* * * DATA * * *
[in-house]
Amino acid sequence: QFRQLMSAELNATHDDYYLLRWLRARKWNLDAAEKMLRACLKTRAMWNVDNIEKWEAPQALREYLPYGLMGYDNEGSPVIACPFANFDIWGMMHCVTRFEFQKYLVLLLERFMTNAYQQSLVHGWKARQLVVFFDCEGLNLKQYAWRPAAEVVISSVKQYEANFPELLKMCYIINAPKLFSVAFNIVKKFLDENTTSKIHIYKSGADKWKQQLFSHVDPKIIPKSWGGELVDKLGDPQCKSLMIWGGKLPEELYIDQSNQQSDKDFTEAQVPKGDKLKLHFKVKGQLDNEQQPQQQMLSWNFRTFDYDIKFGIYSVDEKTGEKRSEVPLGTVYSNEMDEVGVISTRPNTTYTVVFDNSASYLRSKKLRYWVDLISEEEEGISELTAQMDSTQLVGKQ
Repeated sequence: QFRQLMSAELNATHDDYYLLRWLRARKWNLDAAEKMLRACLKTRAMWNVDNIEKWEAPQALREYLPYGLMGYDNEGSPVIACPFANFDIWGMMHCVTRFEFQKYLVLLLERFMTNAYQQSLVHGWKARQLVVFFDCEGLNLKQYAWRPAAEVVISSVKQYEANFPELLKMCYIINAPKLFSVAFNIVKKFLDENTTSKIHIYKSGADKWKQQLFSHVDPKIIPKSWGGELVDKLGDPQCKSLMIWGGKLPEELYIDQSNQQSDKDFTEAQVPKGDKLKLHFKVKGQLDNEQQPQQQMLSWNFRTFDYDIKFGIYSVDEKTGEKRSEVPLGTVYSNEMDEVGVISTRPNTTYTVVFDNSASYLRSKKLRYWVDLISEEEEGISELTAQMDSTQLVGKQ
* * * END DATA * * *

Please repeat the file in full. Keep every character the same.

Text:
[in-house]
Amino acid sequence: QFRQLMSAELNATHDDYYLLRWLRARKWNLDAAEKMLRACLKTRAMWNVDNIEKWEAPQALREYLPYGLMGYDNEGSPVIACPFANFDIWGMMHCVTRFEFQKYLVLLLERFMTNAYQQSLVHGWKARQLVVFFDCEGLNLKQYAWRPAAEVVISSVKQYEANFPELLKMCYIINAPKLFSVAFNIVKKFLDENTTSKIHIYKSGADKWKQQLFSHVDPKIIPKSWGGELVDKLGDPQCKSLMIWGGKLPEELYIDQSNQQSDKDFTEAQVPKGDKLKLHFKVKGQLDNEQQPQQQMLSWNFRTFDYDIKFGIYSVDEKTGEKRSEVPLGTVYSNEMDEVGVISTRPNTTYTVVFDNSASYLRSKKLRYWVDLISEEEEGISELTAQMDSTQLVGKQ
Repeated sequence: QFRQLMSAELNATHDDYYLLRWLRARKWNLDAAEKMLRACLKTRAMWNVDNIEKWEAPQALREYLPYGLMGYDNEGSPVIACPFANFDIWGMMHCVTRFEFQKYLVLLLERFMTNAYQQSLVHGWKARQLVVFFDCEGLNLKQYAWRPAAEVVISSVKQYEANFPELLKMCYIINAPKLFSVAFNIVKKFLDENTTSKIHIYKSGADKWKQQLFSHVDPKIIPKSWGGELVDKLGDPQCKSLMIWGGKLPEELYIDQSNQQSDKDFTEAQVPKGDKLKLHFKVKGQLDNEQQPQQQMLSWNFRTFDYDIKFGIYSVDEKTGEKRSEVPLGTVYSNEMDEVGVISTRPNTTYTVVFDNSASYLRSKKLRYWVDLISEEEEGISELTAQMDSTQLVGKQ